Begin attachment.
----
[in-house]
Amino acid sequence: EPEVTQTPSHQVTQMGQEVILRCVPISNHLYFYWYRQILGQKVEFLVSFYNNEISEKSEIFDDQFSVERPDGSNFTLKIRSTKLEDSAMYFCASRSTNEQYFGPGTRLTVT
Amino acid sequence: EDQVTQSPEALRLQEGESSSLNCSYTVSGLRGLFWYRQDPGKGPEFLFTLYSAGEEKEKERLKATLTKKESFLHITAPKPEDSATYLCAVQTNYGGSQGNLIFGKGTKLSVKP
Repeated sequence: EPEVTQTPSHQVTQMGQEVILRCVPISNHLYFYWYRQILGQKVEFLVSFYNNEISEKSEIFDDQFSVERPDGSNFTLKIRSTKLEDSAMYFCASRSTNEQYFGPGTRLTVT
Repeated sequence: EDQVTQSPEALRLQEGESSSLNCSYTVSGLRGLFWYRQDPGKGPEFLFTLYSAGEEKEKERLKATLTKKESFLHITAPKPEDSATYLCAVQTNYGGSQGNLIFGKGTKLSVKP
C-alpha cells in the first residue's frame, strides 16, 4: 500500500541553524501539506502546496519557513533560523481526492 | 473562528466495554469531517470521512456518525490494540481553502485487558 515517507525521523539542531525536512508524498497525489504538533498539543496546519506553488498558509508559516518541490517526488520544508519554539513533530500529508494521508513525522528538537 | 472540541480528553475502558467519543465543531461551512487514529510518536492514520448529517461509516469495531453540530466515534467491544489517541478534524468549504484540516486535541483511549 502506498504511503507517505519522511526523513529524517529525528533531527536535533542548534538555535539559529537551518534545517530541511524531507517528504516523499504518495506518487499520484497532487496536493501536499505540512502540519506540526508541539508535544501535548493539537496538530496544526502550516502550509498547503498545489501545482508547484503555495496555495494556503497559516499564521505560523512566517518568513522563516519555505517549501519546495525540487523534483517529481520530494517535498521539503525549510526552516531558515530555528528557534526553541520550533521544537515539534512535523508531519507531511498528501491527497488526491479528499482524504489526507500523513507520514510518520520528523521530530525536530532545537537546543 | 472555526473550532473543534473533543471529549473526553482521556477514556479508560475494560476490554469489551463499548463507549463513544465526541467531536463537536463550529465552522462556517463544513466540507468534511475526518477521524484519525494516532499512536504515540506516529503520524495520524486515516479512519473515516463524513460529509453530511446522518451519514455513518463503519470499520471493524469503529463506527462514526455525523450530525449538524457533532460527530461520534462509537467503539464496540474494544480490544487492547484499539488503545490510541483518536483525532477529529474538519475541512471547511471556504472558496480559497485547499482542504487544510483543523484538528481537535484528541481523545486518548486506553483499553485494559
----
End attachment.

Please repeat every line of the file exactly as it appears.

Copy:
[in-house]
Amino acid sequence: EPEVTQTPSHQVTQMGQEVILRCVPISNHLYFYWYRQILGQKVEFLVSFYNNEISEKSEIFDDQFSVERPDGSNFTLKIRSTKLEDSAMYFCASRSTNEQYFGPGTRLTVT
Amino acid sequence: EDQVTQSPEALRLQEGESSSLNCSYTVSGLRGLFWYRQDPGKGPEFLFTLYSAGEEKEKERLKATLTKKESFLHITAPKPEDSATYLCAVQTNYGGSQGNLIFGKGTKLSVKP
Repeated sequence: EPEVTQTPSHQVTQMGQEVILRCVPISNHLYFYWYRQILGQKVEFLVSFYNNEISEKSEIFDDQFSVERPDGSNFTLKIRSTKLEDSAMYFCASRSTNEQYFGPGTRLTVT
Repeated sequence: EDQVTQSPEALRLQEGESSSLNCSYTVSGLRGLFWYRQDPGKGPEFLFTLYSAGEEKEKERLKATLTKKESFLHITAPKPEDSATYLCAVQTNYGGSQGNLIFGKGTKLSVKP
C-alpha cells in the first residue's frame, strides 16, 4: 500500500541553524501539506502546496519557513533560523481526492 | 473562528466495554469531517470521512456518525490494540481553502485487558 515517507525521523539542531525536512508524498497525489504538533498539543496546519506553488498558509508559516518541490517526488520544508519554539513533530500529508494521508513525522528538537 | 472540541480528553475502558467519543465543531461551512487514529510518536492514520448529517461509516469495531453540530466515534467491544489517541478534524468549504484540516486535541483511549 502506498504511503507517505519522511526523513529524517529525528533531527536535533542548534538555535539559529537551518534545517530541511524531507517528504516523499504518495506518487499520484497532487496536493501536499505540512502540519506540526508541539508535544501535548493539537496538530496544526502550516502550509498547503498545489501545482508547484503555495496555495494556503497559516499564521505560523512566517518568513522563516519555505517549501519546495525540487523534483517529481520530494517535498521539503525549510526552516531558515530555528528557534526553541520550533521544537515539534512535523508531519507531511498528501491527497488526491479528499482524504489526507500523513507520514510518520520528523521530530525536530532545537537546543 | 472555526473550532473543534473533543471529549473526553482521556477514556479508560475494560476490554469489551463499548463507549463513544465526541467531536463537536463550529465552522462556517463544513466540507468534511475526518477521524484519525494516532499512536504515540506516529503520524495520524486515516479512519473515516463524513460529509453530511446522518451519514455513518463503519470499520471493524469503529463506527462514526455525523450530525449538524457533532460527530461520534462509537467503539464496540474494544480490544487492547484499539488503545490510541483518536483525532477529529474538519475541512471547511471556504472558496480559497485547499482542504487544510483543523484538528481537535484528541481523545486518548486506553483499553485494559